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# Kg to ml - Granulated sugar

How many milliliters of granulated sugar in 1 kilogram?

## 1 kilogram of granulated sugar equals 1200 milliliters*

### 'Weight' to Volume Converter

Significant Figures:

### Results

1 kilogram of granulated sugar equals 1200 milliliters. (*)
(*) or precisely 1183.4319526627 milliliters. Some values are approximate.

## Granulated sugar Conversion Chart Near 1 kilogram

kilograms to milliliters of Granulated sugar
1 kilogram = 1180 milliliters
1.1 kilograms = 1300 milliliters
1.2 kilograms = 1420 milliliters
1.3 kilograms = 1540 milliliters
1.4 kilograms = 1660 milliliters
1.5 kilograms = 1780 milliliters
1.6 kilograms = 1890 milliliters
1.7 kilograms = 2010 milliliters
1.8 kilograms = 2130 milliliters
1.9 kilograms = 2250 milliliters
2 kilograms = 2370 milliliters
2.1 kilograms = 2490 milliliters
2.2 kilograms = 2600 milliliters
2.3 kilograms = 2720 milliliters
2.4 kilograms = 2840 milliliters
2.5 kilograms = 2960 milliliters
2.6 kilograms = 3080 milliliters
2.7 kilograms = 3200 milliliters
2.8 kilograms = 3310 milliliters
2.9 kilograms = 3430 milliliters
3 kilograms = 3550 milliliters
3.1 kilograms = 3670 milliliters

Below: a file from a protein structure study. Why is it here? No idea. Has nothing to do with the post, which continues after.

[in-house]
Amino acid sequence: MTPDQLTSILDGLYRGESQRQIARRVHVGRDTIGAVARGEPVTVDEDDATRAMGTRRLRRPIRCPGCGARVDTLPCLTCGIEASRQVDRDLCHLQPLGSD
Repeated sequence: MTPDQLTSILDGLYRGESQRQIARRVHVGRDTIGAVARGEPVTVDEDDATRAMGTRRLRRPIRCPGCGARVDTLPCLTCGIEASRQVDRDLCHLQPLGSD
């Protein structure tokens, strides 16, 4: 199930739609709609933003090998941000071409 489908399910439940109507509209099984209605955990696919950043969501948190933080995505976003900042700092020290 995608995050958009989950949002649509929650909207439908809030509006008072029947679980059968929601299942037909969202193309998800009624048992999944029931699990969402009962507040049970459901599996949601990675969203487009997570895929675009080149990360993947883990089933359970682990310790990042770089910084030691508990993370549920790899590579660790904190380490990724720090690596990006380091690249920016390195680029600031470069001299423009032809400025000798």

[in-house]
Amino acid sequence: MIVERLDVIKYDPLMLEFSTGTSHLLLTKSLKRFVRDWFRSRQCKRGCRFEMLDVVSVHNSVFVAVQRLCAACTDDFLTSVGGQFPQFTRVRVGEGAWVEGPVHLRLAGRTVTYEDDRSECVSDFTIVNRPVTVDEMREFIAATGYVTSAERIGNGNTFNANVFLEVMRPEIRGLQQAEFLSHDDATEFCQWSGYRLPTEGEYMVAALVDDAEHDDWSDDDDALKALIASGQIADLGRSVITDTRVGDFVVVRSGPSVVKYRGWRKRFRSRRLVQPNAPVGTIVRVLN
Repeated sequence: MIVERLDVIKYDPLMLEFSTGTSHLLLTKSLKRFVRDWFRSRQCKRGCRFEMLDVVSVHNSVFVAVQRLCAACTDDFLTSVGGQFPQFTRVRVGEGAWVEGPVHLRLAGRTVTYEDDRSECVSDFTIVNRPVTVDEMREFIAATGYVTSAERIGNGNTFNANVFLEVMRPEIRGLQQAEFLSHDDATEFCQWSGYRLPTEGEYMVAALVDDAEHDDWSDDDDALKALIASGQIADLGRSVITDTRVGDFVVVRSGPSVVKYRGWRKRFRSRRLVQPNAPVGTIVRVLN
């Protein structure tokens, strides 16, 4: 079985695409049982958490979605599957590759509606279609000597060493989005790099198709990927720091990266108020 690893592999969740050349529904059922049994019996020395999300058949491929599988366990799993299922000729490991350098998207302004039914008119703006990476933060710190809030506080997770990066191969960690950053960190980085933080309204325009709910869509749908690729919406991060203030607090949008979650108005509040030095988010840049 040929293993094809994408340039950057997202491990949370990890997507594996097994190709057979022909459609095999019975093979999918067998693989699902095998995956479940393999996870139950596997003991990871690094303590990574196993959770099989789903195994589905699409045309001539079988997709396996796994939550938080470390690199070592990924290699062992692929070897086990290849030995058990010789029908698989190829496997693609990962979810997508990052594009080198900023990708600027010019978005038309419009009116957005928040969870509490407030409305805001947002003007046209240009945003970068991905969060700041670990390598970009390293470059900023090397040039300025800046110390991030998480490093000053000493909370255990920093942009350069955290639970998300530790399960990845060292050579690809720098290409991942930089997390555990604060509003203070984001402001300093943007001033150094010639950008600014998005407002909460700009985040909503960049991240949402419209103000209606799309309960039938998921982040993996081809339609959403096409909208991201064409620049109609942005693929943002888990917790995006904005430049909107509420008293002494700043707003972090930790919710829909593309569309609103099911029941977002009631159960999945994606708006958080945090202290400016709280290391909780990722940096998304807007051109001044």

3.2 kilograms = 3790 milliliters
3.3 kilograms = 3910 milliliters
3.4 kilograms = 4020 milliliters

Note: Values are rounded to 3 significant figures. Fractions are rounded to the nearest 8th fraction.

### References:

1. Density Database Version 2.0 - FAO

## FAQs on granulated sugar weight to volume conversion

### 1 kilogram of granulated sugar equals how many milliliters?

1 kilogram of granulated sugar is equivalent 1200 milliliters.

### How much is 1200 milliliters of granulated sugar in kilograms?

1200 milliliters of granulated sugar equals 1 kilogram.

## (*) A note on cooking ingredients measurents

It is difficult to get an exact conversion of cooking ingredients as the density of these substances can vary so much depending on temperature, humidity, how well packaged the ingredient is, etc. These words add even more uncertainty: sliced, chopped, diced, crushed, minced, etc. Therefore, it is better to measure dry ingredients by weight rather than volume as this can be more accurate.

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